wicklow mountains
wicklow mountains (Photo credit: lalui)

He returned to Ireland in 432 and probably landed again in Wicklow and began his mission in the kingdom of Ulidea in East Ulster. He needed the protection of the tribal kings and clan chieftains and succeeded in converting one of them, Dichu, who gave him a site on which to establish a place of worship, a wooden barn, or ‘saball’ in Irish, which became known as ‘Saul’. The most powerful chief, the High King of Tara, had ruled that every fire in Ireland must be put out at Easter and relighted from a fire in his castle, those disobeying being put to death. When Patrick was brought before the King for deliberately lighting his own fire on a hill opposite the castle, he said that he had done so as a sign that Christ, who had risen from the dead, was the Light of the World. He was set free, which reveals not just the strength of his faith, but also the growing strength of the faithful Christians. He then travelled throughout the country, founding communities, including the church and monastery at Armagh. He died in A.D. 461, supposedly on March 17th,  and was probably buried at Saul.

 

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Probably the most famous legend about him is his use of the shamrock to illustrate the doctrine of the Trinity, the mystery of the three-in-one. The shamrock thus became one of the national emblems of the Irish, the other being the harp (see the picture above). Perhaps the most significant legend, however, is that connecting Patrick with Joseph of Arimathea, which tells of Joseph visiting western Britain following the death of Jesus, bringing with him the Sangreal, or dish used at the Last Supper. This gave rise to the Arthurian legends of the Holy Grail. Joseph was said to have built a little chapel at Glastonbury, which was replaced by the Abbey, the ruins of which are a place of pilgrimage to this day. Patrick is said to have founded the monastic community there, at a time when the Tor would still have been part of the island of Afalon, easily reachable by ship from the western coasts of Britain and the eastern coasts of Ireland.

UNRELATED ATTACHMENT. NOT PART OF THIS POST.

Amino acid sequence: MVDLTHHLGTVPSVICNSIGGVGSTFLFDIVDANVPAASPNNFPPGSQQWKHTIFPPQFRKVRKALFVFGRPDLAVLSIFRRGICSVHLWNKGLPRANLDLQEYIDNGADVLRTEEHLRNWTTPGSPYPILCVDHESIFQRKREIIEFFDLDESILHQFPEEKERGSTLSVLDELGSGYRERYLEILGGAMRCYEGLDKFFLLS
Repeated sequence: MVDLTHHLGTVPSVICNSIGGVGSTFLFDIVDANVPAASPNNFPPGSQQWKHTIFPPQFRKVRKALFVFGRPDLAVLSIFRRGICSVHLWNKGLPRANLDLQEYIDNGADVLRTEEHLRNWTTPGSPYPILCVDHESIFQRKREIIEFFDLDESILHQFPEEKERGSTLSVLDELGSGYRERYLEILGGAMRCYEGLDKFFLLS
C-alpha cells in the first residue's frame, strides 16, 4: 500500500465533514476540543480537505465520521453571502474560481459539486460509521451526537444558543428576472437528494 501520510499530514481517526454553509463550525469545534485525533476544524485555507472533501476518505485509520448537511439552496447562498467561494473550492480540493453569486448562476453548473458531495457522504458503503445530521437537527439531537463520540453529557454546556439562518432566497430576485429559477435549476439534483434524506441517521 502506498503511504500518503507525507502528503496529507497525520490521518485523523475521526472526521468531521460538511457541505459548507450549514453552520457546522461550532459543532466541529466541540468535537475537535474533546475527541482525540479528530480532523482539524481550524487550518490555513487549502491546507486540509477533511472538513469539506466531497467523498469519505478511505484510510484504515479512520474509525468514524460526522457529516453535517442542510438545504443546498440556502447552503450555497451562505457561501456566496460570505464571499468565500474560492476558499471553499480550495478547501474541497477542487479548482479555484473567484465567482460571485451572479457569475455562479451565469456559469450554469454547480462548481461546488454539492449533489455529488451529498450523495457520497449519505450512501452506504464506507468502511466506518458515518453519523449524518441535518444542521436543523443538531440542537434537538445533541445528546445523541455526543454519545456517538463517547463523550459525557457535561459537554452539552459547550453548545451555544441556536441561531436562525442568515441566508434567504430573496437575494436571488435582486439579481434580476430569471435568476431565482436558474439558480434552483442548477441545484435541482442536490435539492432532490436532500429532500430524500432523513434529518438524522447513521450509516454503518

There is also a story from Glyn Rhosyn in Pembrokeshire that Patrick settled there, but was told by an angel, in a dream, to move on, since the place was being reserved for St David, who became the patron saint of ‘Y Cymru ‘, the Welsh. Another legend places him in the Celtic Kingdom of Strathclyde, at Dumbarton.

 

St Patrick Northern Ireland Flag
St Patrick Northern Ireland Flag (Photo credit: Wikipedia)

The flag of St Patrick, a diagonal red cross on a white background, became part of the Union Flag when Ireland became part of the United Kingdom in 1801, joining the cross of St Andrew, for Scotland, and St George, for England. It remains on the flag to this day, although only Northern Ireland remains part of the United Kingdom. St Patrick’s Day is celebrated North and South of the border, and is a public holiday in both the Republic and ‘the Province’, which is appropriate, since there was no border in Patrick’s day and much of his ministry was conducted in the north of the island. The flag of St David is not (yet) part of the UK flag, nor, of course, is the Red Dragon (Y Ddraig Goch), the national emblem of ‘the Principality’. Patrick also has a hymn named after him:

Saint Patrick’s Breastplate

I bind unto myself today

The Power of God to hold and lead,

His eye to watch, His might to stay,

His ear to hearken to my need,

The wisdom of my God to teach,

His hand to guide, His shield to ward,